Summary: Duty and devotion are both necessary but there must be a balance. A balance where neither one would hinder us from exhibiting the other.
Last time we were together we looked at the famous story of Mary and Martha.
We concluded that the Lord wants us to be like Mary in our worship, and like Martha in our work.
Duty and devotion are both necessary but there must be a balance.
A balance where neither one would hinder us from exhibiting the other.
Everything we do and every relationship we have demands focus.
When we focus properly, we succeed.
When we lose our focus, we begin to fail,
and the longer we go without focus,
the worse our circumstances get.
This morning, I want us to take a look at another encounter Jesus had with Martha
1 Now a man named Lazarus was sick. He was from Bethany, the village of Mary and her sister Martha. 2 This Mary, whose brother Lazarus now lay sick, was the same one who poured perfume on the Lord and wiped his feet with her hair. 3 So the sisters sent word to Jesus, “Lord, the one you love is sick.”
4 When he heard this, Jesus said, “This sickness will not end in death. No, it is for God’s glory so that God’s Son may be glorified through it.” 5 Jesus loved Martha and her sister and Lazarus. 6 Yet when he heard that Lazarus was sick, he stayed where he was two more days.
7 Then he said to his disciples, “Let us go back to Judea.”
8 “But Rabbi,” they said, “a short while ago the Jews tried to stone you, and yet you are going back there?”
9 Jesus answered, “Are there not twelve hours of daylight? A man who walks by day will not stumble, for he sees by this world’s light. 10 It is when he walks by night that he stumbles, for he has no light.”
11 After he had said this, he went on to tell them, “Our friend Lazarus has fallen asleep; but I am going there to wake him up.”
12 His disciples replied, “Lord, if he sleeps, he will get better.” 13 Jesus had been speaking of his death, but his disciples thought he meant natural sleep.
14 So then he told them plainly, “Lazarus is dead, 15 and for your sake I am glad I was not there, so that you may believe. But let us go to him.”
16 Then Thomas (called Didymus) said to the rest of the disciples, “Let us also go, that we may die with him.”
I can imagine Martha.
Where is he?
Where is he?
How many times had she asked that question over the past four days.
Her only brother had come down with some mysterious virus and nobody could do anything for him.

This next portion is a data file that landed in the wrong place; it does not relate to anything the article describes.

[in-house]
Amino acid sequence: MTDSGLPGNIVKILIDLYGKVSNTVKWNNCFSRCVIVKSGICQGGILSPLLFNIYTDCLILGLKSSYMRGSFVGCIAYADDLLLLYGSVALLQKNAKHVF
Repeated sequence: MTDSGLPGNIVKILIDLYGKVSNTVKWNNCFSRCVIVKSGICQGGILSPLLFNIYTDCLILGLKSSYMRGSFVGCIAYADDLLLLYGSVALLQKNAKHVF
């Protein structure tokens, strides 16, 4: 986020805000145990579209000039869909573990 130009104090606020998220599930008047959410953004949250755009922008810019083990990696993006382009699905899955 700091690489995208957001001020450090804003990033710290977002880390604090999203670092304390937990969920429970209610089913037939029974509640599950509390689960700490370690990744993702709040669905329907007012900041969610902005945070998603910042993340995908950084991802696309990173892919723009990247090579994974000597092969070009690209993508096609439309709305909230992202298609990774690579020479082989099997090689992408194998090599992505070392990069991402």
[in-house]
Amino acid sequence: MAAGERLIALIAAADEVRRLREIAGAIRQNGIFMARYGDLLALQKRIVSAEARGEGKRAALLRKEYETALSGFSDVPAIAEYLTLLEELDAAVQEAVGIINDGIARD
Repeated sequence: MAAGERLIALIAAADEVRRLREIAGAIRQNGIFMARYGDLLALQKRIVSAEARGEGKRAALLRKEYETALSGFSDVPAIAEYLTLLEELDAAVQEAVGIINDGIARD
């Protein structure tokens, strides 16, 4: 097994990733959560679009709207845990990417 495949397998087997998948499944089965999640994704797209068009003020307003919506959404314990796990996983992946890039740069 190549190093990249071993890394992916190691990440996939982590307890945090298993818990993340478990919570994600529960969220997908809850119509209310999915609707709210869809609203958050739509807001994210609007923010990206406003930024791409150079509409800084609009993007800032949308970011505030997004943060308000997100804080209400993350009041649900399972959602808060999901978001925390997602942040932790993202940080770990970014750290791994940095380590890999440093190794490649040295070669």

Well nobody except for their friend Jesus.
How many times had he reached out his hand and the blind had seen, or the lame had walked.
If there was any hope for Lazarus it would only be through Jesus.
Granted she hadn’t actually asked Jesus to come, she had only sent word that His friend was deathly ill.
If Jesus was the friend that he professed to be wouldn’t he have come.
But she had waited and Lazarus got worse,
and she waited
and Lazarus died,
and she waited
and Lazarus had been buried.
Jesus had healed the paralytic and he didn’t even know him,
he healed the blind man who was just a face in the crowd,
surely he would come for his friend.
And still the thought tormented her,
where was he,
surely she couldn’t have misjudged Jesus so badly.
He had eaten at their table and slept under their
roof surely that had meant something to him,
or maybe not.
And then a murmur began to weave it’s way through the crowd that had gathered to mourn with the two sisters, the master is here,
Jesus has arrived.
And Martha couldn’t help herself, she was on her feet rushing to meet her friend.
The thought that had burned in her heart was already on her lips, John 11:21-22 (NIV)
“Lord, if you had been here, my brother would not have died.
I don’t think it was said with a mean or vindictive spirit,
but I don’t think it was simply a statement of fact either.
I think she was disappointed in Jesus and felt betrayed and I’m sure the question even though unasked could be read in her eyes,
“When you heard he was sick, why didn’t you come then?”
Max Lucado says that “The grave unearths our view of God”
And he’s right
how often have we heard
“If God existed such and such would not have happened”
How often are we guilty of dealing with God in that very same way, of demanding to know why he doesn’t do it the way we want it done, when we want it done.